For the first time in a funding cycle, three researchers from one University of Pittsburgh department were recognized with the National Science Foundation’s most significant award in support of junior faculty. John Keith, Giannis Mpourmpakis and Christopher Wilmer, all assistant professors of chemical and petroleum engineering at Pitt’s Swanson School of Engineering received individual NSF CAREER awards, which “recognize faculty who exemplify the role of teacher-scholars through outstanding research, excellent education and the integration of education and research within the context of the mission of their organizations.” All three faculties heavily conduct research using Center for Research Computing resources.
The three professors received $500,000 each in funding for the five-year awards.
The Pitt Chemical and Petroleum Engineering CAREER Awards include:
John A. Keith, Assistant Professor and Inaugural R.K. Mellon Faculty Fellow in Energy
SusChEM: Unlocking local solvation environments for energetically efficient hydrogenations with quantum chemistry (#1653392)
John Keith’s proposal “Unlocking local solvation environments for energetically efficient hydrogenations with quantum chemistry” was recently selected for an NSF CAREER award. The project addresses the production of carbon-neutral liquid fuels via
electrocatalytic reduction of the greenhouse gas carbon dioxide (CO2) to methanol. Specifically, the study seeks to improve the efficiency and selectivity of current solvent-based electrochemical processes by advancing understanding of how aqueous electrolytes participate in the overall reaction mechanisms at the atomic scale. The research will be coupled with educational thrusts that engage students in grades 8-12 in learning about renewable energy catalysis and computational chemistry.
A) overlaid Pourbaix diagrams for an N-doped graphene ribbon (gray/purple) and carbonic acid (solid lines). B) QC calculated ΔE values along the reaction pathway for the hydride transfer reaction: 2H2O + BH4– + CO2 →H3O+ +BH3OH– + HCO2–. PBE data corresponding to minimum energy pathways for a) explicit solvent + counter ion, b) continuum solvent only, c) 1st solvent shell + continuum solvent, d) counter ion and continuum solvent, e) 1st solvent shell + counter ion + continuum solvent.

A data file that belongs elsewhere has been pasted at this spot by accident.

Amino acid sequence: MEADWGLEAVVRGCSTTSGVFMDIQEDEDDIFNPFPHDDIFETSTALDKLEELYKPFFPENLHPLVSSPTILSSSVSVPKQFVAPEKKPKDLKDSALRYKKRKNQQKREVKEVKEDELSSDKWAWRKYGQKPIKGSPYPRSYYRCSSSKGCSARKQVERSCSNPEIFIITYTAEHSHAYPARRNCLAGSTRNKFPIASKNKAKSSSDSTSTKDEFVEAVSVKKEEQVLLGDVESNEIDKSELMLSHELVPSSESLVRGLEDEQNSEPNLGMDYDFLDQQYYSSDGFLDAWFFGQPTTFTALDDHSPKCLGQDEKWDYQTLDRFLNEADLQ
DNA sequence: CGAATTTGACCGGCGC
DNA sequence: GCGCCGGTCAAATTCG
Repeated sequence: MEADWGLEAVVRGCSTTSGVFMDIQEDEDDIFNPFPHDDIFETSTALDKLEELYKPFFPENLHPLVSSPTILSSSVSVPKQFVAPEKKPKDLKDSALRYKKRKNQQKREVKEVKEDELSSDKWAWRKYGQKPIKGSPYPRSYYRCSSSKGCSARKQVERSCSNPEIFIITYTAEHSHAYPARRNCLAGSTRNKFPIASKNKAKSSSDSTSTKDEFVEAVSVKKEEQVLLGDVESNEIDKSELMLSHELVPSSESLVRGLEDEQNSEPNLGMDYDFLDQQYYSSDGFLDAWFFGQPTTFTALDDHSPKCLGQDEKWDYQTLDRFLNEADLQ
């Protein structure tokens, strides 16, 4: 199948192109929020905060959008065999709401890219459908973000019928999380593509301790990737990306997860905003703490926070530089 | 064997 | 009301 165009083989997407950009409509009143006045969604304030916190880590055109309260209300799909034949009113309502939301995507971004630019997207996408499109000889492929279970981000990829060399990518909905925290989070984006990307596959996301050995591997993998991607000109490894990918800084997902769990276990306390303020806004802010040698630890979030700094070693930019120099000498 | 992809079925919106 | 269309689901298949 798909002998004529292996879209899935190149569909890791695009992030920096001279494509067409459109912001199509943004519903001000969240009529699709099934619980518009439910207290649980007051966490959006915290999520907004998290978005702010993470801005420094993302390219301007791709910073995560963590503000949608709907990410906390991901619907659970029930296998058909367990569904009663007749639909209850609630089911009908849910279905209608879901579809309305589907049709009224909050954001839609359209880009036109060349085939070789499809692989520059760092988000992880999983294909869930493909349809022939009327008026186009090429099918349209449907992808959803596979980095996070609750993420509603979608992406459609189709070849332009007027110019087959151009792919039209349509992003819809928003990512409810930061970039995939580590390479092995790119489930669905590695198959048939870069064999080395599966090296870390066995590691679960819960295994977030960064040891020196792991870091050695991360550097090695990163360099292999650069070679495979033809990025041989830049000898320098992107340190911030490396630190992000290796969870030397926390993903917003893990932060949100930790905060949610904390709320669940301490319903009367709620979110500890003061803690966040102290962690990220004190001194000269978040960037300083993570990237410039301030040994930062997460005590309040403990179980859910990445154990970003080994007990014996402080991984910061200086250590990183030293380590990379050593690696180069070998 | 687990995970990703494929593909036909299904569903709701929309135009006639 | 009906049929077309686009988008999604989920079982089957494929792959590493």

Giannis (Yanni) Mpourmpakis, Assistant Professor
Designing synthesizable, ligand-protected bimetallic nanoparticles and modernizing engineering curriculum through computational nanoscience (#1652694)
“The goal of this project is to develop a novel open-access computational framework for predicting the growth mechanisms and morphologies of ligand-protected metal nanoparticles (NPs).
With NPs impacting numerous fields of science and technology, from energy to medicine to the environment, there is a critical need to determine the growth mechanisms of ligand-protected metal NPs and predict NP morphologies that can be synthesized in the laboratory. Although metal nanoparticles (NPs) of different sizes and shapes can be synthesized by colloidal chemistry methods, advances towards controlling NP morphology have been based largely on trial and error experimentation, which is often tedious and costly. The proposed computational framework will employ novel first-principles-based structure-property relationships accounting for structure sensitivity and metal composition. The integration of research and education efforts will focus on modernizing the traditional Chemical Thermodynamics course by introducing animation modules based on cutting-edge nanotechnology examples. Outreach activities are planned through a nanoscale-inspired interactive computer game to engage high school students, including underrepresented minorities, into pursuing STEM careers and increase awareness about the importance of the field of nanotechnology.
The proposed research project will combine Density Functional Theory methods with Monte Carlo and Molecular Dynamics simulations, Machine Learning, and scientific computing to develop a novel, open-access computational framework, applicable to the design of ligand-protected NPs. This framework will generate a library of crystal structures and electronic properties of thermodynamically stable, thiolate-protected, Au-based bimetallic NPs, across a range of heterometals and particle morphologies, all under realistic experimental conditions. The proposed work aims to advance current theories on NP stabilization, which are based on simplified, electron counting rules. The proposed computational framework will enable rational design of ligand-protected NPs. It will also elucidate NP growth steps that are experimentally intractable, thus accelerating nanomaterials discovery. The research findings will be made available online for experimental verification.”
Christopher Wilmer, Assistant Professor
Fundamental limits of physical adsorption in porous materials (#1653375)
, such as post-combustion carbon capture. The PI will use classical molecular modeling to simulate adsorption in randomly generated porous materials, called pseudomaterials, where the constraint that the materials be energetically stable is relaxed. Since the limits of adsorption in pseudomaterials will necessarily be higher than in real materials, determining the limits of pseudomaterials will also determine the limits for real materials. This approach will be used to establish a rigorous theoretical upper limit on the efficiency of a membrane-based post-combustion carbon capture process, which is considered one of the most promising technologies for mitigating climate change due to fossil fuel-based power plant emissions.”
You can find more information on here.
Congratulation to all of them.